I'm gonna have to try this. I need to clean a fuel tank. Maybe fill it with a TSP/water solution, and run an electrode into the sender hole, and connect to my welder (on low).

#23 WRX2FFU

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Posted 03 March 2010 - 10:37 AM

Thank you WRX2FFU for posting this, this is the coolest shop trick. I got amazing results and this is a great tool to have in the inventory of old school tricks.


No problem. Parts look great!

It saves a tone of elbow grease, and is good for the environment.

The funny part is that you waste a tone of time just watching the crap in amazement.:lol:

I will almost never wire brush or sandblast some parts again.

#24 Txakura

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Posted 03 March 2010 - 11:42 AM

TRISODIUM PHOSPHATE
Knowen as TSP. Is the best stuff to use. It is getting harder to find due to EPA restrictions. You can stil find it at Lowes.



I'm not sure about that, the soda ash takes part in the chemical process as an electrolyte, TSP is a cleaner - and a good one, but it would have different chemical properties. TSP is readily available at any hardware store or paint supply but it's akaline.

The soda ash is acidic and is listed in those outside web links in this thread as being the preferred cleaner. My point being, other people have gone to some trouble to compile the web postings, if all they had to do was buy some TSP and dump it in, I think they would have mentioned it.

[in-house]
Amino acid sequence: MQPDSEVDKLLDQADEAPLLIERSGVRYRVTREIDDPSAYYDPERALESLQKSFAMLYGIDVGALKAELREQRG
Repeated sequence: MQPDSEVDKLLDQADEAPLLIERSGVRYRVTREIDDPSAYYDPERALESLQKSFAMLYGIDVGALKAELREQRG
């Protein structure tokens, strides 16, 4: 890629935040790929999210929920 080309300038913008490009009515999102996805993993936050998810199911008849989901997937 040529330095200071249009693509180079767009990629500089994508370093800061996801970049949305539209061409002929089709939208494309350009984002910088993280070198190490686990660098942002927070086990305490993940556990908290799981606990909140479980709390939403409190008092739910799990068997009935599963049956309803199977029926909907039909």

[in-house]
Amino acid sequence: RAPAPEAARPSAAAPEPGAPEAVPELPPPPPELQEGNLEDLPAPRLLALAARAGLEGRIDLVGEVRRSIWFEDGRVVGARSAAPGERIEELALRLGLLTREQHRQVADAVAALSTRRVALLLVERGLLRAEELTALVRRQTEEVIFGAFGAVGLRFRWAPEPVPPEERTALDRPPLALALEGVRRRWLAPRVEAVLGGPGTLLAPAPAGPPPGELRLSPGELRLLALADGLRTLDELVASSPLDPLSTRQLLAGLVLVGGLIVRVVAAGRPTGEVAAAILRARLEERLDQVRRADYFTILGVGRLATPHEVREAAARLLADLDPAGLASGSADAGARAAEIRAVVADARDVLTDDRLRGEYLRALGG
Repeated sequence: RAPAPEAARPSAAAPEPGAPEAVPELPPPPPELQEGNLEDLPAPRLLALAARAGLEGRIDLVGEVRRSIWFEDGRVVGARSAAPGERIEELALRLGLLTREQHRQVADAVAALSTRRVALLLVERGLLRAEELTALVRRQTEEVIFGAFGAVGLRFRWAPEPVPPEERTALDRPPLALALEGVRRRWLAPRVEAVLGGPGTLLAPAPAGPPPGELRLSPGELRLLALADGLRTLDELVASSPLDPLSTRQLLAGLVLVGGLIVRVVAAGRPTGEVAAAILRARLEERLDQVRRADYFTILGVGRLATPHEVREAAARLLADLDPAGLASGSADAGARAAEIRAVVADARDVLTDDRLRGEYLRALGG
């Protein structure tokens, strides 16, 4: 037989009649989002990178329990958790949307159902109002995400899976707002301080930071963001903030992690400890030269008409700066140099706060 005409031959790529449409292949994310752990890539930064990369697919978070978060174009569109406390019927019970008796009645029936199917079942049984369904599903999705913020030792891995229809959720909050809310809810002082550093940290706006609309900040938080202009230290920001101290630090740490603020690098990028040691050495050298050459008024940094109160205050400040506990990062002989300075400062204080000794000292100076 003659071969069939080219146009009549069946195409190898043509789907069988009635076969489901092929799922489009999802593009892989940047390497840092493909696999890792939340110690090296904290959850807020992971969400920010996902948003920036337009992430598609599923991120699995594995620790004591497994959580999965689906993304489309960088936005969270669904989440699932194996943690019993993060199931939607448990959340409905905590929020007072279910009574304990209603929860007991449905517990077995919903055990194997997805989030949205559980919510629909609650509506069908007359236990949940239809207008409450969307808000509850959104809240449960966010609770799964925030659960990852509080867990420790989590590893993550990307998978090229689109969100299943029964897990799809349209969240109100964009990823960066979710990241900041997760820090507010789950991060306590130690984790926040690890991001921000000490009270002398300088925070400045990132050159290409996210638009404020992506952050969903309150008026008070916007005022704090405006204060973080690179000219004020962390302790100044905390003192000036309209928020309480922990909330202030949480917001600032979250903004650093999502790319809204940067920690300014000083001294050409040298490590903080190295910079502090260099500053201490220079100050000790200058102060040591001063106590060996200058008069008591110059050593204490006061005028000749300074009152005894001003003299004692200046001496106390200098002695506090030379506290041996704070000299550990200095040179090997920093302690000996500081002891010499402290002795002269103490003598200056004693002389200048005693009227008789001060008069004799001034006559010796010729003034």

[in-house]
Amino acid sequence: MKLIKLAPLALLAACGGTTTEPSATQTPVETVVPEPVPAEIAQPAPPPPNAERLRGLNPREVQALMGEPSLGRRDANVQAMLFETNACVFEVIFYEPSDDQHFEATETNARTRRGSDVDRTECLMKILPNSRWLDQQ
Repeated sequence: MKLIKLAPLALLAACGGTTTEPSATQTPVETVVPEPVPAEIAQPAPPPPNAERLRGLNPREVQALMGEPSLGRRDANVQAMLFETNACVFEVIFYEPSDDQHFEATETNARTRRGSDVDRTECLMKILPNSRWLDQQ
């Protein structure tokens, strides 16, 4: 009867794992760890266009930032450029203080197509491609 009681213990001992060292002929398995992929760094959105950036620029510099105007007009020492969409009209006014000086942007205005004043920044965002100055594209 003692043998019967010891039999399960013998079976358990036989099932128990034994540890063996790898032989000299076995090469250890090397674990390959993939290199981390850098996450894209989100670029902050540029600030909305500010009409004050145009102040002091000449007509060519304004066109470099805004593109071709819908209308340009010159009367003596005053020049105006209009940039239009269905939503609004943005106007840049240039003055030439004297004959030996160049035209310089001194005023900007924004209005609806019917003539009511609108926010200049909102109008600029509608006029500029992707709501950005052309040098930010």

My own mad scientist contraption was sustaining 6 amps. Overnight it dropped to 2 amps. There are several reasons for that I'm sure, but the electrolyte's composition could have been changing too. The acidic mixture may have also been a catalyst in that it enabled the electron transfer but also was consumed in the process as well as the electrical potential of the parts changing over time. Interestingly, changing the fluid bath caused the 2 amp pot to resume at 6 amps. The alkaline bath may work, but not as well. As the original post was baking soda, but cooking off the soda to form a crude soda ash yielded even better results.

Edited by Txakura, 03 March 2010 - 11:51 AM.
typo


#25 7point62fmj

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Posted 24 March 2010 - 10:56 PM

I'm not sure about that, the soda ash takes part in the chemical process as an electrolyte, TSP is a cleaner - and a good one, but it would have different chemical properties. TSP is readily available at any hardware store or paint supply but it's akaline.

The soda ash is acidic and is listed in those outside web links in this thread as being the preferred cleaner. My point being, other people have gone to some trouble to compile the web postings, if all they had to do was buy some TSP and dump it in, I think they would have mentioned it.

My own mad scientist contraption was sustaining 6 amps. Overnight it dropped to 2 amps. There are several reasons for that I'm sure, but the electrolyte's composition could have been changing too. The acidic mixture may have also been a catalyst in that it enabled the electron transfer but also was consumed in the process as well as the electrical potential of the parts changing over time. Interestingly, changing the fluid bath caused the 2 amp pot to resume at 6 amps. The alkaline bath may work, but not as well. As the original post was baking soda, but cooking off the soda to form a crude soda ash yielded even better results.


There are a few states that have banned cleaners with phosphate in them I could only find one store out of 5 that had straight TSP. I am also not sure how you came to the idea that I was saying electricity was not needed to do it.:-\
Here is some more good info too.

http://www.farmallcu...rolysis#p397473

Here